'This is our lives,' novelist and journalist Ben Ehrenreich hears over and over from residents of Nabi Saleh, a small town 25 minutes northwest of Ramallah in Palestine's West Bank.
Why one New York book publisher decided to spend her retirement years mastering the language of the Roman Empire.
Follow the sugar. Wendy Warren offers a feisty, intelligent account of the northern slave trade.
Lubow spends most of the book trying to convince us that Arbus was neither as perverse nor as tragic as she sometimes seemed.
In this graphic novel collection, DC Comics turns back the clock to the disco days of 1977 and the Wonder Woman TV show.
Alan Furst's latest wartime thriller follows a member of the Resistance working to smuggle Allied pilots to safety.
The immense forests of North America are both the setting and the obsession of Proulx's challenging and intensely satisfying new novel.
Juliet Nicolson, granddaughter of Bloomsbury insider Vita Sackville-West, reflects on the experience of the female members of her all-too-famous family.
Author and bird watcher Neil Hayward loses himself in a year-long birding journey – and in the process he finds his life.
From undomesticated animals to rap music, crime, and homelessness, Frazier spins real life into a variety of vivid and compassionate stories.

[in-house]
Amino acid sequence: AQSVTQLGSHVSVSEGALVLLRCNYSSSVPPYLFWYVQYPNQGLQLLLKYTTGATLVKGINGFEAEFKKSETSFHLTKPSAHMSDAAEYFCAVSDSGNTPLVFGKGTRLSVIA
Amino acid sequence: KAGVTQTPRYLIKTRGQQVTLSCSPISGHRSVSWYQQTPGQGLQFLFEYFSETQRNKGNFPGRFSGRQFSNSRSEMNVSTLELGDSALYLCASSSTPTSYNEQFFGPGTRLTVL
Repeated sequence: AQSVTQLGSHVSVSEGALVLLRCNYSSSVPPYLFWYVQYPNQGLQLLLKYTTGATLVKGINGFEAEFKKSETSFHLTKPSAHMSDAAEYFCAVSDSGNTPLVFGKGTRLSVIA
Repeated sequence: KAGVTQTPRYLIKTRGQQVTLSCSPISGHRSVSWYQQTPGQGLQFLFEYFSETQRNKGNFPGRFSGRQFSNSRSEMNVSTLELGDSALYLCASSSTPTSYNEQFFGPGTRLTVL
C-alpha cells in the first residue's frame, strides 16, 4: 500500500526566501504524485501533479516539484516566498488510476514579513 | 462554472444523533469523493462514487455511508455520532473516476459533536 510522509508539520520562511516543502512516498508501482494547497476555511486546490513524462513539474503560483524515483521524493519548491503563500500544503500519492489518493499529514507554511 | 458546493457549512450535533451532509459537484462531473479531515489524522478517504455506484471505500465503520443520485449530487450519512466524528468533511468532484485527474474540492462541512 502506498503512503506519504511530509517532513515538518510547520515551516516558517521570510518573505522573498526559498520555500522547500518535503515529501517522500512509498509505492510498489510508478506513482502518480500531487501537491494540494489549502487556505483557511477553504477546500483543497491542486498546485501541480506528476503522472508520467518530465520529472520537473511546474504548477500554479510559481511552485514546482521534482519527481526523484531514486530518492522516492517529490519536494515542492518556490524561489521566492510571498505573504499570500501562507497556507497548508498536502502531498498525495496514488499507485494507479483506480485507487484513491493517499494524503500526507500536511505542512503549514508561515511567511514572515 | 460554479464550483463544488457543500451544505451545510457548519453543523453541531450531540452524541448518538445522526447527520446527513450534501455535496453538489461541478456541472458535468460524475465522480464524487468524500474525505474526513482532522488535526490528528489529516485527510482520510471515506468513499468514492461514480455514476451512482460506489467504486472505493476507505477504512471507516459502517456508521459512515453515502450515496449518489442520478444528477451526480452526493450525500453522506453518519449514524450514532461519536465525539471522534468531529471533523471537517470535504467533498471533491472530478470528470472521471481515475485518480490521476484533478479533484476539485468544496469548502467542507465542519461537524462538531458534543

Alison Weir starts off her six-volume fictional series about the wives of King Henry VIII with a nuanced portrayal of Katharine of Aragon and those who surrounded her.
As Hemingway's fame built, so did the list of people he betrayed or alienated.
Columbia law professor Michael Graetz and Pulitzer Prize-winner Linda Greenhouse argue that the idea that 'nothing much happened' under the Burger Court is a gross misconception.
Must we hate poetry to learn to love it? Ben Lerner delightfully argues that we must.
George W. Bush emerges in Smith’s account as an unprepared, stubborn, and feckless commander-in-chief.
Three girls want to win the Little Miss Central Florida Tire Competition, each for a different reason. On the way to their goal they get to know each other – and themselves.
Criminals are never beyond the law – but how far should we go in persecuting Nazi officers, guards and soldiers 71 years after the end of World War II?
In this collection of travel pieces, novelist Russell Banks reflects on his life choices and the places connected with them.
Author Amy Haimerl and her new husband, Karl, buy the battered shell of a house in Detroit for $35,000. The costs prove greater than they could have imagined.
Wallace’s slim collection of tennis profiles and tournament sketches is strewn with brilliant asides.
This item has been saved to read later from any device.
Access saved items through your user name at the top of the page.
View Saved Items
You reached the limit of 20 saved items.
Please visit following link to manage you saved items.
You have already saved this item.